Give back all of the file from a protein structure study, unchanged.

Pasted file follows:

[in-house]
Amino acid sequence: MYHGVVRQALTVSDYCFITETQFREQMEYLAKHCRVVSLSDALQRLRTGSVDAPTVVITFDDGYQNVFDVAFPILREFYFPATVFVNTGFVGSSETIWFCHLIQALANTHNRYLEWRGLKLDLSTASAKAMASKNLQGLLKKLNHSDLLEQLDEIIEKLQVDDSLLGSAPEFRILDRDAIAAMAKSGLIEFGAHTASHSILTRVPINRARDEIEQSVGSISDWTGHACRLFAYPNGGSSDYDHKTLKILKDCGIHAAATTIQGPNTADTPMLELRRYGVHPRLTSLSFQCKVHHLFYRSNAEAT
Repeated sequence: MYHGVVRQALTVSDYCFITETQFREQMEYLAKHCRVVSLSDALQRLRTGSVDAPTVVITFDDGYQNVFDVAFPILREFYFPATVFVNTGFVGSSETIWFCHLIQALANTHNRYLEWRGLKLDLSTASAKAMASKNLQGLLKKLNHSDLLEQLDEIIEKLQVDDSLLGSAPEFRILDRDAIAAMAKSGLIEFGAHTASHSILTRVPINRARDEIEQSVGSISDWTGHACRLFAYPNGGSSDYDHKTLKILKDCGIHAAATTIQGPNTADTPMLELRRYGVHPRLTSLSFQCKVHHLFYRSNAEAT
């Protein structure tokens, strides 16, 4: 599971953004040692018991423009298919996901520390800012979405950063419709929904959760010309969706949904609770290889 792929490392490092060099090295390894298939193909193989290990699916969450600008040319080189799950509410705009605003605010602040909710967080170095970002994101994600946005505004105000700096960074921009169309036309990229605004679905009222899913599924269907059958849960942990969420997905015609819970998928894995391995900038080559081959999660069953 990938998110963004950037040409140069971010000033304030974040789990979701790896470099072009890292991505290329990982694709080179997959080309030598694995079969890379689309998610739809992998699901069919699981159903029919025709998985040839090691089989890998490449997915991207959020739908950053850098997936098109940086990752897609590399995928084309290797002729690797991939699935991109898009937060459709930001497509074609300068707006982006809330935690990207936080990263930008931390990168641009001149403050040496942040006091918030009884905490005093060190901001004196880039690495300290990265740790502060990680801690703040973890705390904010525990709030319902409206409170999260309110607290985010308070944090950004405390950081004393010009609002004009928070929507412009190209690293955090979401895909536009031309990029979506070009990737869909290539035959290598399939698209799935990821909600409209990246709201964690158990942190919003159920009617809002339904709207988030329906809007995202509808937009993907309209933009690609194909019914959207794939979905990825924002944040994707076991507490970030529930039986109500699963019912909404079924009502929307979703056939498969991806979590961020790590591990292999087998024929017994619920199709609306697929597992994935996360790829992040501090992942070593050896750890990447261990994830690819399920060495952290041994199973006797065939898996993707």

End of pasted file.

[in-house]
Amino acid sequence: MYHGVVRQALTVSDYCFITETQFREQMEYLAKHCRVVSLSDALQRLRTGSVDAPTVVITFDDGYQNVFDVAFPILREFYFPATVFVNTGFVGSSETIWFCHLIQALANTHNRYLEWRGLKLDLSTASAKAMASKNLQGLLKKLNHSDLLEQLDEIIEKLQVDDSLLGSAPEFRILDRDAIAAMAKSGLIEFGAHTASHSILTRVPINRARDEIEQSVGSISDWTGHACRLFAYPNGGSSDYDHKTLKILKDCGIHAAATTIQGPNTADTPMLELRRYGVHPRLTSLSFQCKVHHLFYRSNAEAT
Repeated sequence: MYHGVVRQALTVSDYCFITETQFREQMEYLAKHCRVVSLSDALQRLRTGSVDAPTVVITFDDGYQNVFDVAFPILREFYFPATVFVNTGFVGSSETIWFCHLIQALANTHNRYLEWRGLKLDLSTASAKAMASKNLQGLLKKLNHSDLLEQLDEIIEKLQVDDSLLGSAPEFRILDRDAIAAMAKSGLIEFGAHTASHSILTRVPINRARDEIEQSVGSISDWTGHACRLFAYPNGGSSDYDHKTLKILKDCGIHAAATTIQGPNTADTPMLELRRYGVHPRLTSLSFQCKVHHLFYRSNAEAT
């Protein structure tokens, strides 16, 4: 599971953004040692018991423009298919996901520390800012979405950063419709929904959760010309969706949904609770290889 792929490392490092060099090295390894298939193909193989290990699916969450600008040319080189799950509410705009605003605010602040909710967080170095970002994101994600946005505004105000700096960074921009169309036309990229605004679905009222899913599924269907059958849960942990969420997905015609819970998928894995391995900038080559081959999660069953 990938998110963004950037040409140069971010000033304030974040789990979701790896470099072009890292991505290329990982694709080179997959080309030598694995079969890379689309998610739809992998699901069919699981159903029919025709998985040839090691089989890998490449997915991207959020739908950053850098997936098109940086990752897609590399995928084309290797002729690797991939699935991109898009937060459709930001497509074609300068707006982006809330935690990207936080990263930008931390990168641009001149403050040496942040006091918030009884905490005093060190901001004196880039690495300290990265740790502060990680801690703040973890705390904010525990709030319902409206409170999260309110607290985010308070944090950004405390950081004393010009609002004009928070929507412009190209690293955090979401895909536009031309990029979506070009990737869909290539035959290598399939698209799935990821909600409209990246709201964690158990942190919003159920009617809002339904709207988030329906809007995202509808937009993907309209933009690609194909019914959207794939979905990825924002944040994707076991507490970030529930039986109500699963019912909404079924009502929307979703056939498969991806979590961020790590591990292999087998024929017994619920199709609306697929597992994935996360790829992040501090992942070593050896750890990447261990994830690819399920060495952290041994199973006797065939898996993707």